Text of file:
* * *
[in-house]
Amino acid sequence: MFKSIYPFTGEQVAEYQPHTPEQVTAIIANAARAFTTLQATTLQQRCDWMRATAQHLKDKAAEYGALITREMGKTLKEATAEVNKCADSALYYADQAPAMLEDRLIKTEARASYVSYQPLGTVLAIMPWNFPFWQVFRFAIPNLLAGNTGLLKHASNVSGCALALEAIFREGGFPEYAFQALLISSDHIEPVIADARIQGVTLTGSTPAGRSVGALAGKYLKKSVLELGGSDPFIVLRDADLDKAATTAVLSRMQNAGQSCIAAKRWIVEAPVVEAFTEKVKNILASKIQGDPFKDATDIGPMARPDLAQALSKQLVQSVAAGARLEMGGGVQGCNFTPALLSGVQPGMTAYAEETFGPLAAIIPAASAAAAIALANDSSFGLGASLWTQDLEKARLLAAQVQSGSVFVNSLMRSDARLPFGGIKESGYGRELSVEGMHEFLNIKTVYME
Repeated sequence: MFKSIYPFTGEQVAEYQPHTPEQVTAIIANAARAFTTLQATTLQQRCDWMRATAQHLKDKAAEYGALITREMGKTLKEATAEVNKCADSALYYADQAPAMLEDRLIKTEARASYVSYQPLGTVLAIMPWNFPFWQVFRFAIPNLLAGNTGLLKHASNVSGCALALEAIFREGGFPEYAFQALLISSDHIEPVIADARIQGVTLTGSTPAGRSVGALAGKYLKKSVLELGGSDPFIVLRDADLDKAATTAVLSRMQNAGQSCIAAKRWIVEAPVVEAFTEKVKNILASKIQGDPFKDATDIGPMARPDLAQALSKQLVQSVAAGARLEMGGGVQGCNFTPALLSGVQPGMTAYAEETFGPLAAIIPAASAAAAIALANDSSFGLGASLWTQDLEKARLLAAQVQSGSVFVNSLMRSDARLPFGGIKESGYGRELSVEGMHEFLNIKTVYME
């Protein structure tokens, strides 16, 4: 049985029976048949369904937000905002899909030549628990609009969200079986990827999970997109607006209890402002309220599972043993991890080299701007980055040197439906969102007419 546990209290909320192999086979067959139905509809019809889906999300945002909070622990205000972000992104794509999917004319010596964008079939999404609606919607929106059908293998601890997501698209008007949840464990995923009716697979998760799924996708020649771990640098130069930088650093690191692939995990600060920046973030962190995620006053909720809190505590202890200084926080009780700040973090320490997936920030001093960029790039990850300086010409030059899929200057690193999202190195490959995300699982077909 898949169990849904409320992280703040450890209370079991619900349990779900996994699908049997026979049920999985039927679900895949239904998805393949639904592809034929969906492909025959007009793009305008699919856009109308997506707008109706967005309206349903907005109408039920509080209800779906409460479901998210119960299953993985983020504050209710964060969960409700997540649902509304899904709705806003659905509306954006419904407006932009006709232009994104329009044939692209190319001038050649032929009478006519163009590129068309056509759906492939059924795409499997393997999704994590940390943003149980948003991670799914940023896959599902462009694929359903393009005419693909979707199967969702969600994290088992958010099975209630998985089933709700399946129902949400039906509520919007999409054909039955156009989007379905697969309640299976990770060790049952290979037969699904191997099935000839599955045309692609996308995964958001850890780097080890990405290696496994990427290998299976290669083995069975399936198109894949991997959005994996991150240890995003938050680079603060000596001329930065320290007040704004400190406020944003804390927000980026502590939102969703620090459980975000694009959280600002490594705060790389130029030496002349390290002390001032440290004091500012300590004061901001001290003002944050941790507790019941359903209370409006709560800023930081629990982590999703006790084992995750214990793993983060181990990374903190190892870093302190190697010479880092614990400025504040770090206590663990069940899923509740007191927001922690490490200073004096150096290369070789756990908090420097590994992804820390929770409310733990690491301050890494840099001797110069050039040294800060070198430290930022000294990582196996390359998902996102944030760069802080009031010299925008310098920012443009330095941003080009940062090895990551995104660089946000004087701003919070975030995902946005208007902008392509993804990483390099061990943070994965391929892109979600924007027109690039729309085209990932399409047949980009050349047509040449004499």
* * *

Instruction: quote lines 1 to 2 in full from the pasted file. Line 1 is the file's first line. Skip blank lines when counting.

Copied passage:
[in-house]
Amino acid sequence: MFKSIYPFTGEQVAEYQPHTPEQVTAIIANAARAFTTLQATTLQQRCDWMRATAQHLKDKAAEYGALITREMGKTLKEATAEVNKCADSALYYADQAPAMLEDRLIKTEARASYVSYQPLGTVLAIMPWNFPFWQVFRFAIPNLLAGNTGLLKHASNVSGCALALEAIFREGGFPEYAFQALLISSDHIEPVIADARIQGVTLTGSTPAGRSVGALAGKYLKKSVLELGGSDPFIVLRDADLDKAATTAVLSRMQNAGQSCIAAKRWIVEAPVVEAFTEKVKNILASKIQGDPFKDATDIGPMARPDLAQALSKQLVQSVAAGARLEMGGGVQGCNFTPALLSGVQPGMTAYAEETFGPLAAIIPAASAAAAIALANDSSFGLGASLWTQDLEKARLLAAQVQSGSVFVNSLMRSDARLPFGGIKESGYGRELSVEGMHEFLNIKTVYME